a young Cambridge PhD candidate has reiterated his challenge the British medical establishment.
In a provocative guest post on the Journal of Medical Ethics blog, a young Cambridge PhD candidate has reiterated his challenge the British medical establishment to change their restrictive stance on conscientious objection.
John Adenitire – who is currently completing a doctorate in law at the University of Cambridge – recently published a lengthy article in the JME criticizing the British Medical Association’s strict limits on conscientious objection. We reported on that recently.
Adenitire this week presented his argument more forcefully, writing that “nurses have a human right to be good Catholics”.
“I don’t think nurses should refuse to provide legal abortions because the Catholic Church tells them not to. I am not a Catholic and I don’t think anyone should be a Catholic. But what I think people should or should not be is irrelevant when it comes to the matter of what they have a legal right to be. Whether I like it or not, nurses have a human right to be good Catholics.”
As Adenitire observes, the BMA restricts conscientious objection to three specific scenarios: “…conscientious objection should ordinarily be limited to those procedures where statute recognises their right (abortion and fertility treatment) and to withdrawing life-prolonging treatment from patients who lack capacity, where other doctors are in a position to take over the care.”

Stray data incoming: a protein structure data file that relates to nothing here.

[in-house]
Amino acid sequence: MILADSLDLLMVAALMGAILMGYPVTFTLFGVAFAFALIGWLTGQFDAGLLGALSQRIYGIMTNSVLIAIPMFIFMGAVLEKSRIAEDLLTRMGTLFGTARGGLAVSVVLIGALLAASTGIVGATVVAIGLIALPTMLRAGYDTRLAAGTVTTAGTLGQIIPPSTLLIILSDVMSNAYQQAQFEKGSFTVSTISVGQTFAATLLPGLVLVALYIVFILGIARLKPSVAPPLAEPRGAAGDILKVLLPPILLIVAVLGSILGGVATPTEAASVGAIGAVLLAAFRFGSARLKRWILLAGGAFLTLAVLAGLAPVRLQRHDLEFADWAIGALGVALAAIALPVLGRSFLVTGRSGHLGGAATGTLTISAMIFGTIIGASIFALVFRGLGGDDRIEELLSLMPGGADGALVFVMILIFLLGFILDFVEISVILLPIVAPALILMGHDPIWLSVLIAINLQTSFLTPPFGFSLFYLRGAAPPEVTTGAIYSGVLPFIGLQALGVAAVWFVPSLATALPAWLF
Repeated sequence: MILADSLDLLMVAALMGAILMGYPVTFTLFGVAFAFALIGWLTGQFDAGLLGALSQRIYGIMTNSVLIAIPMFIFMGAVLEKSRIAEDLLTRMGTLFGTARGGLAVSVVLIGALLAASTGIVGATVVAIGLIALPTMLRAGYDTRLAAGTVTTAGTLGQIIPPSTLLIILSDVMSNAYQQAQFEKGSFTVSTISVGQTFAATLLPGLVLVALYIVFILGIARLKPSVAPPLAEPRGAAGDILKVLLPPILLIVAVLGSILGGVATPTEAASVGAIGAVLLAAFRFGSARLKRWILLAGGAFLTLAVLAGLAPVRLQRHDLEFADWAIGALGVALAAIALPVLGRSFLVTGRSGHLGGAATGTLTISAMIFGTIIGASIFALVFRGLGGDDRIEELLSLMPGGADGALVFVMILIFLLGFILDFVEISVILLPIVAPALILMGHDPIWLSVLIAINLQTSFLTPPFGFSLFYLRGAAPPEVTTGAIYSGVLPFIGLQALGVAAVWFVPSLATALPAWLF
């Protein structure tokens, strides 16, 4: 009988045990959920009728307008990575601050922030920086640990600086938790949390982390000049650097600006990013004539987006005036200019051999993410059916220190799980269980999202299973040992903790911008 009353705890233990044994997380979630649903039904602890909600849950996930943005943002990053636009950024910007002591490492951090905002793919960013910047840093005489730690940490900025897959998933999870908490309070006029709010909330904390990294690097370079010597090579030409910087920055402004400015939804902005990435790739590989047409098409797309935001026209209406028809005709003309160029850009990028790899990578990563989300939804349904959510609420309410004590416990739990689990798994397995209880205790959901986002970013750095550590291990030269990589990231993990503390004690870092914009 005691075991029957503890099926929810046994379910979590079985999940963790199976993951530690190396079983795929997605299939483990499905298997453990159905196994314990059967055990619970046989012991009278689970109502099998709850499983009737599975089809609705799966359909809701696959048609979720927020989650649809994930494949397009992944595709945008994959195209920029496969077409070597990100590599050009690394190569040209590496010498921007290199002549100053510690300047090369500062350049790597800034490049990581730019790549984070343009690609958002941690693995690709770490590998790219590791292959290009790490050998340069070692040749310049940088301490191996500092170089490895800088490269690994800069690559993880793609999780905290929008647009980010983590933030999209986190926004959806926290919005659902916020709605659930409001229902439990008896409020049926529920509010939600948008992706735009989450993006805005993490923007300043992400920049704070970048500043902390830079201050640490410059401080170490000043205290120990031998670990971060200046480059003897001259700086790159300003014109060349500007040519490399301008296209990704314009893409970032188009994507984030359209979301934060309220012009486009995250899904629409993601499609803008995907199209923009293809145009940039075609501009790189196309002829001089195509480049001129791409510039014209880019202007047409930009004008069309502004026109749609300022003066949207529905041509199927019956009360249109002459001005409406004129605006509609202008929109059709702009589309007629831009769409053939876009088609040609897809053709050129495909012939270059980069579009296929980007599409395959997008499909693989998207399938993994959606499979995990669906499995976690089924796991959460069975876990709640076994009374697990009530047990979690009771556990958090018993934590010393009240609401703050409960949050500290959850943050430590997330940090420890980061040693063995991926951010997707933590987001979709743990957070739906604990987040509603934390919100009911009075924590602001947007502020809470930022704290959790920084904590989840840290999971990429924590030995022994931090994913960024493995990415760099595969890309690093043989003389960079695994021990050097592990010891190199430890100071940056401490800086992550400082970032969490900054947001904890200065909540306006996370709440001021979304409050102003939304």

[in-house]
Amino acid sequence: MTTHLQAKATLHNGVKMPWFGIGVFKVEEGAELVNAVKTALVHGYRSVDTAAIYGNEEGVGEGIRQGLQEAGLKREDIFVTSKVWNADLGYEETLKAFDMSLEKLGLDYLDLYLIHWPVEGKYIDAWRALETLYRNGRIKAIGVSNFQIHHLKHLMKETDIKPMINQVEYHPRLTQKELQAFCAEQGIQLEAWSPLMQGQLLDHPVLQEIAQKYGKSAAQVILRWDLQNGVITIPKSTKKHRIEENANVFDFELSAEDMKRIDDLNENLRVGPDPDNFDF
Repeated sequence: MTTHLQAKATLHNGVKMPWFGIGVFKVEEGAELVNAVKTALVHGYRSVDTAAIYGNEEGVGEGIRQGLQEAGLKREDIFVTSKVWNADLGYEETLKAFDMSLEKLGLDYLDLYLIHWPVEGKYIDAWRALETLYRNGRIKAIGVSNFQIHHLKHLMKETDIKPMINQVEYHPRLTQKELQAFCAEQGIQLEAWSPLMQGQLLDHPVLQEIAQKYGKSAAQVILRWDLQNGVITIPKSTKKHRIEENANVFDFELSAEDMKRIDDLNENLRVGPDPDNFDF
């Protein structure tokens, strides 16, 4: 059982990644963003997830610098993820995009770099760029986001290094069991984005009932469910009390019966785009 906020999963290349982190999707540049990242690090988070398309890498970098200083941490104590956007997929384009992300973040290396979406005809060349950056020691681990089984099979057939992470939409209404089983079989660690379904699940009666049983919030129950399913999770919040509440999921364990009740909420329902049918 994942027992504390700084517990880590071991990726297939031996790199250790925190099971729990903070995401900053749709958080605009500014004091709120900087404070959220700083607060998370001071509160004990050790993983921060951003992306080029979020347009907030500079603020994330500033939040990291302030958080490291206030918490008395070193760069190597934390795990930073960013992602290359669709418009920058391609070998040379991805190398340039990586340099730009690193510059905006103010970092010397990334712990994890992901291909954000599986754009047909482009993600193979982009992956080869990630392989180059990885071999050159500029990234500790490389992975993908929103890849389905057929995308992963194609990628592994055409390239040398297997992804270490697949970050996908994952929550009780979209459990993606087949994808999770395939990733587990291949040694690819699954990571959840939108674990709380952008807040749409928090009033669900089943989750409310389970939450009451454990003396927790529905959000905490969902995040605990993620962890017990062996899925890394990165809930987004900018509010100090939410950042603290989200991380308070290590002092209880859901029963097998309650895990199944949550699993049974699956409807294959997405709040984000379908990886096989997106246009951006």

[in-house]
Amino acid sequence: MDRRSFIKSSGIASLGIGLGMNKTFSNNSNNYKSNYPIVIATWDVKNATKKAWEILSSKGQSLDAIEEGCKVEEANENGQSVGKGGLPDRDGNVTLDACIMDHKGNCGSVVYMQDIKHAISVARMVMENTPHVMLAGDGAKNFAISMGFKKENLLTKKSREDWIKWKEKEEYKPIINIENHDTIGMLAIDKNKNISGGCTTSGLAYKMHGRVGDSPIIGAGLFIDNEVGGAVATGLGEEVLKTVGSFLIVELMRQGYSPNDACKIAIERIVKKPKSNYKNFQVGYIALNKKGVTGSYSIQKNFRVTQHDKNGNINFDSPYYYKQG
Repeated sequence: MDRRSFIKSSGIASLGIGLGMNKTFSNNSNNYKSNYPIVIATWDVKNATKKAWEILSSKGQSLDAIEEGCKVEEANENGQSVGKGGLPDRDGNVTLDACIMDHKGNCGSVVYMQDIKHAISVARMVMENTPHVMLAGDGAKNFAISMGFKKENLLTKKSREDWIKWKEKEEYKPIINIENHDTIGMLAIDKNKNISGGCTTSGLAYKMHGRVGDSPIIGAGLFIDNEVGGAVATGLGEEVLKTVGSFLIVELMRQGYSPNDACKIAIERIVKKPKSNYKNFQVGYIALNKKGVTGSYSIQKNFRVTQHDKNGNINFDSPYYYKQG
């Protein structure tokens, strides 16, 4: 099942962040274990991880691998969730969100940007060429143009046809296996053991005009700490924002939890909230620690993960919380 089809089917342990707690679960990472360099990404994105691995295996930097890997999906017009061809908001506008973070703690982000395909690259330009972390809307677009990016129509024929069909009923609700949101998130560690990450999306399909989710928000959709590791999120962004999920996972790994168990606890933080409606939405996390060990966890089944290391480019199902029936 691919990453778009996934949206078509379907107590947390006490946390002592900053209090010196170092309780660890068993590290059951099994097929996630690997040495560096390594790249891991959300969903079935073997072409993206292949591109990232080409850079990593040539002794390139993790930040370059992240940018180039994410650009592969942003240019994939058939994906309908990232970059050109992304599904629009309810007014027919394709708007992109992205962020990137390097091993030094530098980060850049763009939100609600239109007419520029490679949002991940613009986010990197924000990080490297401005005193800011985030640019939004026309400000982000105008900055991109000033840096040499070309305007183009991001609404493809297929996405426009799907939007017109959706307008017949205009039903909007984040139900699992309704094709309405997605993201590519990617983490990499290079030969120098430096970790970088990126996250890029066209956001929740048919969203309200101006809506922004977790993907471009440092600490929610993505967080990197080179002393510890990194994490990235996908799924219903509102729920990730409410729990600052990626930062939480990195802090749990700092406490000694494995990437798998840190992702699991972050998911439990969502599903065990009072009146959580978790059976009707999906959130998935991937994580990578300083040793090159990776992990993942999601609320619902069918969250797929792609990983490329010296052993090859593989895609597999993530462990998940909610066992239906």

The language of the BMA policy statement would suggest that more remote instances of conscientious objection – such as where a nurse wishes not to take place in administrative or supervisory tasks associated with the provision of abortions – are impermissible. Yet Adenitire suggests that the UK Human Rights Act mandates that hospitals consider a medical professional’s right to object even where the perceived evil is remote.
“Under the Human Rights Act, individuals have a right to freedom of conscience and religion. That right may, in appropriate circumstances, entail the right for nurses to object to being involved in administrative and supervisory duties connected with abortion services.”
Referring to a 2014 Supreme Court judgement, Adenitire comments:
“If you ask me how the Supreme Court avoided having to consider the nurses’ human right to freedom of conscience and religion I couldn’t tell you. I bet neither could any of the Law Dons at Oxford.”
Nurses have a human right to be good Catholics
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